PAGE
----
Michael Huerta Orders Security Review after Chicago Fire

Center reopens as new computer hardware arrives.

FlightAware Chicago ARTCC

FlightAware Chicago ARTCC

Airline traffic shown by FlightAware on Sept. 26, 2014.

Air traffic levels were slowly returning to normal in the skies over Chicago after a fire on Friday morning at a busy Air Route Traffic Control Center put a halt to all area arrivals and departures, leading to the cancellations of more than 3,500 flights.

FAA Administrator Michael Huerta has ordered a 30-day review of safety and security at ATC facilities after a contract worker allegedly set the blaze that knocked out the computers controllers use to route flights.

The ARTCC facility in Aurora, Illinois, was set to reopen today after new computer hardware and cables arrived yesterday, permitting more or less normal traffic flow at Chicago's O'Hare and Midway Airports as well as a half-dozen smaller airports in the area. Controllers at adjoining center facilities handled extra traffic for the last four days as engineers began working to restore the computer system at the Chicago Center.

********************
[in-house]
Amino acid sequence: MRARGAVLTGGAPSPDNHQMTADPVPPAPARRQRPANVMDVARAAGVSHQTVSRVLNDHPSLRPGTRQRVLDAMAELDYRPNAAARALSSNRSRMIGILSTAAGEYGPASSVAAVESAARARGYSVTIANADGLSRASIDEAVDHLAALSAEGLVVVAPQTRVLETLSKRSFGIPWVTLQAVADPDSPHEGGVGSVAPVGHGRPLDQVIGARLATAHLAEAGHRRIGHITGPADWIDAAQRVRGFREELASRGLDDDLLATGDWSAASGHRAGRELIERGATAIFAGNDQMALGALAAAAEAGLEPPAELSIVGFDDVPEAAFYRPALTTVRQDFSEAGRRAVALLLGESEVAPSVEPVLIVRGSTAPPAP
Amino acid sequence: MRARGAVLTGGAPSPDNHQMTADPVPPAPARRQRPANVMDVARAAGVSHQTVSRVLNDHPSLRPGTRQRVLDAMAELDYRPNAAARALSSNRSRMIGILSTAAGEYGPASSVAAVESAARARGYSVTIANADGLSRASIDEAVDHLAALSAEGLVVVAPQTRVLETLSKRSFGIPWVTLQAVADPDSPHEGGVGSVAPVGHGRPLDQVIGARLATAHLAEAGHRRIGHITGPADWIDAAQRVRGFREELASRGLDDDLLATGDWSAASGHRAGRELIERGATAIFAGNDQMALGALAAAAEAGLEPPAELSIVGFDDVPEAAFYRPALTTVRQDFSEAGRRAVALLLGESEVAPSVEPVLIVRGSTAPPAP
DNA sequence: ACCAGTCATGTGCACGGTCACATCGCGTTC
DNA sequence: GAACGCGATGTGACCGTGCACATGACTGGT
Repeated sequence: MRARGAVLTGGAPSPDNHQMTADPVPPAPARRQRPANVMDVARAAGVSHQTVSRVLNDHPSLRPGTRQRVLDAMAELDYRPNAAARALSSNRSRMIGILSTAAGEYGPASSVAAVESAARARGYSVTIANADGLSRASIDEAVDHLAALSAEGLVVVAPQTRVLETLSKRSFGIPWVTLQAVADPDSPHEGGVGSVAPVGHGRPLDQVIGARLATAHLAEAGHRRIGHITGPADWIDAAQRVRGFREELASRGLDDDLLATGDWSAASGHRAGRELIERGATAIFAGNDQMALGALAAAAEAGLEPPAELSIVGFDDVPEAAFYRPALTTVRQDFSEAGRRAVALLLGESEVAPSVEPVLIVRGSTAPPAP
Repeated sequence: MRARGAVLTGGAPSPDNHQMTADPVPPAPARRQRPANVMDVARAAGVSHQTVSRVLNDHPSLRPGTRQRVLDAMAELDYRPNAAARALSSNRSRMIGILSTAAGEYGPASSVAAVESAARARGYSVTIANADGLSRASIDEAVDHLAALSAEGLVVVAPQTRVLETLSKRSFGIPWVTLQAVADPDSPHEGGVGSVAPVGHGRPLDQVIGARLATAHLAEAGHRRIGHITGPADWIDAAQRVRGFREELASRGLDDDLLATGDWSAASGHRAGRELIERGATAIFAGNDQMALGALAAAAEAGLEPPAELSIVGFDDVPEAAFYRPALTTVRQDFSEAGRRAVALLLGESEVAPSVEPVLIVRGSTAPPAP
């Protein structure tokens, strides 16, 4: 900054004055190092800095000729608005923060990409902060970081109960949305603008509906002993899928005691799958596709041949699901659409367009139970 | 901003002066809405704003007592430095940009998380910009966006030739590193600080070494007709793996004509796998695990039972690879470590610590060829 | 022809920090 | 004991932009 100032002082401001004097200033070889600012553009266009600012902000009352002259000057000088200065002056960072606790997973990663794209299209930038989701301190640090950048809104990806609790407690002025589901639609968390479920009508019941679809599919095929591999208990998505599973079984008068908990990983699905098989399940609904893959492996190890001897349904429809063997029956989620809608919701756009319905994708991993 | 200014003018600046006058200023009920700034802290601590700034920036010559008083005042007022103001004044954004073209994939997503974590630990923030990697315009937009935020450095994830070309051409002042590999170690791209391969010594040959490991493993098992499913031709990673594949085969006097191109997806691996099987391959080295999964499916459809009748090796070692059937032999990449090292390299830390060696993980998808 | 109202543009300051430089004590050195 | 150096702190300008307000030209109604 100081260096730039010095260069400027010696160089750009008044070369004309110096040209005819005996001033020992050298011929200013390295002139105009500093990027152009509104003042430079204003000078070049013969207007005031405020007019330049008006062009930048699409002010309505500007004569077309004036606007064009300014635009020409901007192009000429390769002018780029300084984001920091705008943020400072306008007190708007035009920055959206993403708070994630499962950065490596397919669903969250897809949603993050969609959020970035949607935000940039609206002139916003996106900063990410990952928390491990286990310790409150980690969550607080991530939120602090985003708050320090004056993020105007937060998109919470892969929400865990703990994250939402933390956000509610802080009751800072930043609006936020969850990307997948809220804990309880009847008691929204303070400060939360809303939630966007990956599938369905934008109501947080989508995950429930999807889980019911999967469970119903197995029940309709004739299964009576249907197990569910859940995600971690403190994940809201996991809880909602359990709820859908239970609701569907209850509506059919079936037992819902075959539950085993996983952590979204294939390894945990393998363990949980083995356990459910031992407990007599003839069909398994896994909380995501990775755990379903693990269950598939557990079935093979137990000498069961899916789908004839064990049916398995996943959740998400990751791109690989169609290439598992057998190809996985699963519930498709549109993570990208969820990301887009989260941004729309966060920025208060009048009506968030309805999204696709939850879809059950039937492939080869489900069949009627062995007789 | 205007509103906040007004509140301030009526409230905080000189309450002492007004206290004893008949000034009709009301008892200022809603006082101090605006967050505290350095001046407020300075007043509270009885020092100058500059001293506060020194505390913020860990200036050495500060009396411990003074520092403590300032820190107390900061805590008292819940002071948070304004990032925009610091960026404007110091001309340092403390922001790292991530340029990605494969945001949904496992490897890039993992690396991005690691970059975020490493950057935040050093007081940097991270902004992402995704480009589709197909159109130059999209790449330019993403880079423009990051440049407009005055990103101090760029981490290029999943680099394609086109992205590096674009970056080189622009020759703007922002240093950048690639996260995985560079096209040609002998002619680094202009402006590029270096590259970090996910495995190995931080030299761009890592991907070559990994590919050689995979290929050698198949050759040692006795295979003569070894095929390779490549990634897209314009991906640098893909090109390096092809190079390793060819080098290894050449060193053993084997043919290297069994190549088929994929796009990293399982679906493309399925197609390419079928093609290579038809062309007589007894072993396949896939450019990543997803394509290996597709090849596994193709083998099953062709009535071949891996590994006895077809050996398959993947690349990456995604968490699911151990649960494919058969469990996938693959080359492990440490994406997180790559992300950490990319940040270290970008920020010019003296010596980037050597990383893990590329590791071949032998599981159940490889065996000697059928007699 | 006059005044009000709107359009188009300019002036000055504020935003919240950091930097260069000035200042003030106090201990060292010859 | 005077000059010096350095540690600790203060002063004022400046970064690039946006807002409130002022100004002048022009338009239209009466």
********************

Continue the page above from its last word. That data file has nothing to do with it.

The fire was reportedly set by an FAA contract employee who entered the center at 5 a.m. on Friday using his keycard. He allegedly posted a suicide letter on Facebook before setting the fire using gasoline and a lighter. He was discovered with cuts on his wrists and throat before being taken by paramedics to a hospital. He has been charged with destruction of aircraft facilities.

"The FAA is committed to maintaining a safe and secure environment for its workforce and to ensuring the security of its critical facilities and equipment," Huerta said.

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